I will always recomend the use of function pointers on complex state machines. Function pointers let you atomize the execution and avoid the whole switch/case block commonly used to build state machines. I do normally set the function scheduler and state machines into the same system. Something like the following:
Code
#include <acknex.h>
#include <default.c>

//-------------------------------------------------------------------------------------------

#define ITEMS_MAX              1000

typedef struct SCHEDULER_ITEM
{
	void *object;
	void *state(void *item);
	void remover(void *item);
} SCHEDULER_ITEM;

SCHEDULER_ITEM items[ITEMS_MAX];
int itemCount = 0;

SCHEDULER_ITEM *itemAdd(void* object, void *remover, void *state)
{
	SCHEDULER_ITEM *item = items + itemCount;
	itemCount += 1;
	
	item->object = object;
	item->state = state;
	item->remover = remover;
	
	return item;
}

void itemRemoveAll()
{
	SCHEDULER_ITEM *item = items;
	SCHEDULER_ITEM *itemLast = item + itemCount;
	for(; item < itemLast; ++item)
		item->remover(item->object);
	itemCount = 0;
}

//-------------------------------------------------------------------------------------------

// Prototypes
void *stMoveUp(ENTITY *ent);

// States
void *stWaitDown(ENTITY *ent)
{
	ent->skill2 += time_step;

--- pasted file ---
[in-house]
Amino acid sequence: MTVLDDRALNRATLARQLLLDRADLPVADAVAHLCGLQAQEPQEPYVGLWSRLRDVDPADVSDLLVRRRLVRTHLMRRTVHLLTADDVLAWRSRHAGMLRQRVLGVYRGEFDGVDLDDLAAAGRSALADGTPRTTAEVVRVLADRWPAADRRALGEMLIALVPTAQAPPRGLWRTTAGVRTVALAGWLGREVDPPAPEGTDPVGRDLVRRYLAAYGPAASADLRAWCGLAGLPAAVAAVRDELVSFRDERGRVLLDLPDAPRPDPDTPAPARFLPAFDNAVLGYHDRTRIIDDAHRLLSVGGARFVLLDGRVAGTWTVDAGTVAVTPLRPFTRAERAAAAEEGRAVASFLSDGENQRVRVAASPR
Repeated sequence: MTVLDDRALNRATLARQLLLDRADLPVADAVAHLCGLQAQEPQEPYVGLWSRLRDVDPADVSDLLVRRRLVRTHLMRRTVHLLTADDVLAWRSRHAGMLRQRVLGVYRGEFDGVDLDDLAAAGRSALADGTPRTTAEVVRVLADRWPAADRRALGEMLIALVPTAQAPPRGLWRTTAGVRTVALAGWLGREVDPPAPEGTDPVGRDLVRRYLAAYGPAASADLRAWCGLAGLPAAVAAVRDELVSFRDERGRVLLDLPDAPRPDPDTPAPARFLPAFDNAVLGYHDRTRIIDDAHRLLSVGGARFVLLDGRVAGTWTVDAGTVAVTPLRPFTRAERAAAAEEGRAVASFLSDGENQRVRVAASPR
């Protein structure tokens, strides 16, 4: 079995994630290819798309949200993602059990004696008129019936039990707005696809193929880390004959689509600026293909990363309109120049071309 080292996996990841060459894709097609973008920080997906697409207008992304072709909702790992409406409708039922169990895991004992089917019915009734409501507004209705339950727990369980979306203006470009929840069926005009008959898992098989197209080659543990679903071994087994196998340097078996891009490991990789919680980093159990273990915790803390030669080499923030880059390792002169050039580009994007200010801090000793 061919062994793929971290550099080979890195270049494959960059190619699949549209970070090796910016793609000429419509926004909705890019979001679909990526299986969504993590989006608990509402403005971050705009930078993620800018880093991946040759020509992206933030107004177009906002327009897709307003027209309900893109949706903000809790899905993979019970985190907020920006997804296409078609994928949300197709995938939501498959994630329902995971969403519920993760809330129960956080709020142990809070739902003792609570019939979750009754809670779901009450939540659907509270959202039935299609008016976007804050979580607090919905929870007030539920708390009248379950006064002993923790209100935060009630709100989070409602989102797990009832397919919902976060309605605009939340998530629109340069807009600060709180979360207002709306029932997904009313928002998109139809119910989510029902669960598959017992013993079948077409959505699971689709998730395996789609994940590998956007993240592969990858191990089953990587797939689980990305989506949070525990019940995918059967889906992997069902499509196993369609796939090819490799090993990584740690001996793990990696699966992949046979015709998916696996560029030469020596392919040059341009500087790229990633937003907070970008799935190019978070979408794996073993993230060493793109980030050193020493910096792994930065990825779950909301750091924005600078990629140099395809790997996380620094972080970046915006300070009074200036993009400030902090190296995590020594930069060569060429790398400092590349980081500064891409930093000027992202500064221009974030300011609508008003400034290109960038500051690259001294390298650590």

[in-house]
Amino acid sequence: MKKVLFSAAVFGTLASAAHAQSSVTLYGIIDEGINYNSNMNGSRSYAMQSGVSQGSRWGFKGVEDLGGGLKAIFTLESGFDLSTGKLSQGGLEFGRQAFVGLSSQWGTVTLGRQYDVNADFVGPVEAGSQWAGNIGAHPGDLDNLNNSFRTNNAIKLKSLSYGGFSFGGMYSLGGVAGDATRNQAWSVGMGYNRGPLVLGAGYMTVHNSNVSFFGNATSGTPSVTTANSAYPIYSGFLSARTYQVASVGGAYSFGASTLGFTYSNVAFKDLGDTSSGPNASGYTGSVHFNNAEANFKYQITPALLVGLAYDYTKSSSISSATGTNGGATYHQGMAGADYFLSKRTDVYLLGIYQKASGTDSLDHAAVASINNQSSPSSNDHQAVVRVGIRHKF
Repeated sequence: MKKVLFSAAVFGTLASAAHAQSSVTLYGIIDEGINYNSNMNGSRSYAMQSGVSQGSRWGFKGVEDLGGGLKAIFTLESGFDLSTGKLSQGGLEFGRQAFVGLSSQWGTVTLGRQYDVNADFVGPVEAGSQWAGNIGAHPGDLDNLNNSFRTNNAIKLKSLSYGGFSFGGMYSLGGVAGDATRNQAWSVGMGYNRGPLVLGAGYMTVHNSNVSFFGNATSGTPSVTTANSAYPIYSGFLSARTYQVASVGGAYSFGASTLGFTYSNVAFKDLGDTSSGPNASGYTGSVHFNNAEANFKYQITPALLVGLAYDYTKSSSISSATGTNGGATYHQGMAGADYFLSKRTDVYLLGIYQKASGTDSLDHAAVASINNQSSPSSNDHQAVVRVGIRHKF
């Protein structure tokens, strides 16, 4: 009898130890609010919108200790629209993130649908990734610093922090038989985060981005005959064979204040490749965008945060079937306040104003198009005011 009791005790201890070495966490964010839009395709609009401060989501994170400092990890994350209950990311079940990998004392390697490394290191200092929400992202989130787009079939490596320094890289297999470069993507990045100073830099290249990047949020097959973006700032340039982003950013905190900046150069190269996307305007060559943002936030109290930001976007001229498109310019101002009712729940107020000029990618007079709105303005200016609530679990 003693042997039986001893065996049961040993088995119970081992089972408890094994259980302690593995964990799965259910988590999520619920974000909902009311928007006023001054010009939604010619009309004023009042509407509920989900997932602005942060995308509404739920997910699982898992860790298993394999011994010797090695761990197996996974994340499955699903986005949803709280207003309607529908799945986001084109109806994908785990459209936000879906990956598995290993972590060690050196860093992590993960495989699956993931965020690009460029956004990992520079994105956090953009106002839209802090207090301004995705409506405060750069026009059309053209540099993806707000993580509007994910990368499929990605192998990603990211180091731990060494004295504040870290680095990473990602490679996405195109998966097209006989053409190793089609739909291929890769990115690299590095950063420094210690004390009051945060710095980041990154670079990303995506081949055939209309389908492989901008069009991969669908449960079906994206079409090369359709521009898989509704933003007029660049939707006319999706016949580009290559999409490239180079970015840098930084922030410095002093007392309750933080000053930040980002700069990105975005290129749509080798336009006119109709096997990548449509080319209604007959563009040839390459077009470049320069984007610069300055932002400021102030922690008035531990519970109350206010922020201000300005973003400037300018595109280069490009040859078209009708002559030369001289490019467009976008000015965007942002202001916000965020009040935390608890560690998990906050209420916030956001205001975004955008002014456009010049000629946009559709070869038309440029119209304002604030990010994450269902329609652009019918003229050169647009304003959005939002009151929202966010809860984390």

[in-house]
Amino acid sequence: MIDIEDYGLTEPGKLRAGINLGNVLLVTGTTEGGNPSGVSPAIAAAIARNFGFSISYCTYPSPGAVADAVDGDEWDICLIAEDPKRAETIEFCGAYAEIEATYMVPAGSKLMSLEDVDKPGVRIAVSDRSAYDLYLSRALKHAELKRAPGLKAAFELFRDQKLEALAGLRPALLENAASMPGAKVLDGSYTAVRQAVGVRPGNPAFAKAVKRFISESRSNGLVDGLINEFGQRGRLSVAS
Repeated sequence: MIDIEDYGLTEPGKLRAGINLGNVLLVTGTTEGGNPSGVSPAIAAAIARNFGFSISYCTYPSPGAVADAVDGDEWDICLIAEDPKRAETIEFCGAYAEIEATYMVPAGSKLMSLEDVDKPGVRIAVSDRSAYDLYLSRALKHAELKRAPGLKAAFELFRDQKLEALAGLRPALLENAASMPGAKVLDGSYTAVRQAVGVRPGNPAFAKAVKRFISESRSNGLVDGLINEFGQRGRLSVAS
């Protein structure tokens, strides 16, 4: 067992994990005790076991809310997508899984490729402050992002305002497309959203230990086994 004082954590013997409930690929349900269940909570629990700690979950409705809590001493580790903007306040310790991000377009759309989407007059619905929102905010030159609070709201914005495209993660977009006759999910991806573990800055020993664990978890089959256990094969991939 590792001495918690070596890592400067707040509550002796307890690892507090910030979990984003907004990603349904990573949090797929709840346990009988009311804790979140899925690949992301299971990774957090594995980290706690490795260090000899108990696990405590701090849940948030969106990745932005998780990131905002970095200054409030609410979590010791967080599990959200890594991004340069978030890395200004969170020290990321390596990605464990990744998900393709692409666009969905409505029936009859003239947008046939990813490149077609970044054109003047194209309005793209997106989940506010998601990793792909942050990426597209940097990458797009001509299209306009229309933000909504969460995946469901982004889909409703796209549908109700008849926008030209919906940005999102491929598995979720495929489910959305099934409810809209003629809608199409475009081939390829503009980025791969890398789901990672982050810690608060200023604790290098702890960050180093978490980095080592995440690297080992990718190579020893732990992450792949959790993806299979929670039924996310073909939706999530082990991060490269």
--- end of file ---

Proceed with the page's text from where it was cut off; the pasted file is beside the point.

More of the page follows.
if(ent->skill2 > ent->skill1)
	{
		ent->skill4 += 1;
		if(ent->skill4 > ent->skill3)
		{
			return NULL;
		}
		
		ent->skill1 = random(200);
		ent->skill2 = 0;
		
		return stMoveUp;
	}
	
	return stWaitDown;
}

void *stMoveDown(ENTITY *ent)
{
	ent->z -= time_step * 10;
	
	if(ent->z < ent->skill1)
	{
		ent->skill1 = 4 + random(16);
		ent->skill2 = 0;
		return stWaitDown;
	}
	
	return stMoveDown;
}

void *stWaitOnTop(ENTITY *ent)
{
	ent->skill2 += time_step;
	
	if(ent->skill2 > ent->skill1)
	{
		ent->skill1 = -random(200);
		ent->skill2 = 0;
		
		return stMoveDown;
	}
	
	return stWaitOnTop;
}

void *stMoveUp(ENTITY *ent)
{
	ent->z += time_step * 10;
	
	if(ent->z > ent->skill1)
	{
		ent->skill1 = 4 + random(16);
		ent->skill2 = 0;
		return stWaitOnTop;
	}
	
	return stMoveUp;
}

void sphereCreate()
{
	if(itemCount > ITEMS_MAX - 1)
		return;
	ENTITY *ent = ent_create(SPHERE_MDL, vector(0, random(600) - 300, -random(200)), NULL);
	ent->skill1 = random(200); // limit
	ent->skill2 = 0; // limit counter
	ent->skill3 = 1 + random(4); // Count of loops
	ent->skill4 = 0; // loop counter
	
	itemAdd(ent, ent_remove, stMoveUp);
}

//-------------------------------------------------------------------------------------------

void scheduler()
{
	int index = 0;